According to the National Institute of Mental Health, post-traumatic stress disorder, or PTSD, develops in some individuals who have gone through a particularly frightening, shocking, or dangerous experience. The disorder is commonly associated with members of the military who have served in a combat zone, but it is hardly limited to those in the armed forces. PTSD can affect victims of auto accidents, criminal assault, or rape, as well as those who may have witnessed a tragic or horrifying event. It can even result from accidents that occur on the job, which could make the sufferer eligible for workers’ compensation benefits.
Common Symptoms of PTSD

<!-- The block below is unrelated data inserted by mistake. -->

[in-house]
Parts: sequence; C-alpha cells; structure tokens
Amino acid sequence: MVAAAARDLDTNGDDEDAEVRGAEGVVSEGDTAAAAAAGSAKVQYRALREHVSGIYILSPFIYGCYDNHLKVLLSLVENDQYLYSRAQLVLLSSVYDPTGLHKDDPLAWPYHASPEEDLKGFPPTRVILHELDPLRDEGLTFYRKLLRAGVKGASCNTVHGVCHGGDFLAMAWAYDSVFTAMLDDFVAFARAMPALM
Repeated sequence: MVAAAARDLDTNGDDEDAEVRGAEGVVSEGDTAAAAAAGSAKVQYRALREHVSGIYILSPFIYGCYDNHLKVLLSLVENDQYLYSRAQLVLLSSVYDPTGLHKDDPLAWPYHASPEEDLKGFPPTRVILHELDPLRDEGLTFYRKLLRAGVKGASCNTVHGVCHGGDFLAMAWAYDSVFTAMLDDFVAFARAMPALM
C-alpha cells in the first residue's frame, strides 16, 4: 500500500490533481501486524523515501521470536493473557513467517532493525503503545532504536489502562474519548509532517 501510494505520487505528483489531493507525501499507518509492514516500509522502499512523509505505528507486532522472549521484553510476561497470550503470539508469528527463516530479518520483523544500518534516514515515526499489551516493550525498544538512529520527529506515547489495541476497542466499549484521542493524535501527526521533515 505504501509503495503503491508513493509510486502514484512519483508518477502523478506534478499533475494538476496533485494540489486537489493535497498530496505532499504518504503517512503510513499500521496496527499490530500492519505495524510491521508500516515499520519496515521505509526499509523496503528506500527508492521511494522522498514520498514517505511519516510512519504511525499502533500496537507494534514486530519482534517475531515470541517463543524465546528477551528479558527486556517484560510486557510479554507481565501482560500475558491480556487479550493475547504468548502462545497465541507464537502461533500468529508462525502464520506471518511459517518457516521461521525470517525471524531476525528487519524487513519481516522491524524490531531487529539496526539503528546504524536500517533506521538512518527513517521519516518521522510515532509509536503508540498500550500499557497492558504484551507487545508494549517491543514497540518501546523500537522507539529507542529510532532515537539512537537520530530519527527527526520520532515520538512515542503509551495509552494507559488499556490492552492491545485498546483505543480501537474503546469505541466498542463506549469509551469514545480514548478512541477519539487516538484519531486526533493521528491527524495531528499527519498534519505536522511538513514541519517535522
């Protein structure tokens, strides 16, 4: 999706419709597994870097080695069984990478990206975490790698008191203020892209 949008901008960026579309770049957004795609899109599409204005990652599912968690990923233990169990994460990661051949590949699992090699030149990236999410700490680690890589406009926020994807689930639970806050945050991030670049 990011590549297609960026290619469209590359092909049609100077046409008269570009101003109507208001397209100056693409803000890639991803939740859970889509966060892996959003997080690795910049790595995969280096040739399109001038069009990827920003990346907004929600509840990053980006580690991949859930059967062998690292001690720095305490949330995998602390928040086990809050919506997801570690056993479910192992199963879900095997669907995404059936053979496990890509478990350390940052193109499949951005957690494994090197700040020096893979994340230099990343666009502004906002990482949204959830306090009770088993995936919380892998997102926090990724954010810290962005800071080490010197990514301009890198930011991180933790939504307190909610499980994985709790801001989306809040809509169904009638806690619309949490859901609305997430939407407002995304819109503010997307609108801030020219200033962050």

It is difficult to know for sure how many people suffer from PTSD, as many are reluctant to seek the treatment they need. Estimates, however, place the number of sufferers at around 5.2 million each year in just the United States alone. Those dealing with PTSD may show symptoms that include flashbacks to the triggering event, nightmares, severe depression, “survivor’s guilt,” difficulty concentrating, insomnia, and memory loss. The disorder can also have a serious effect on the sufferer’s family, as his or her behavior may be erratic, unpredictable, and, in some cases, violent.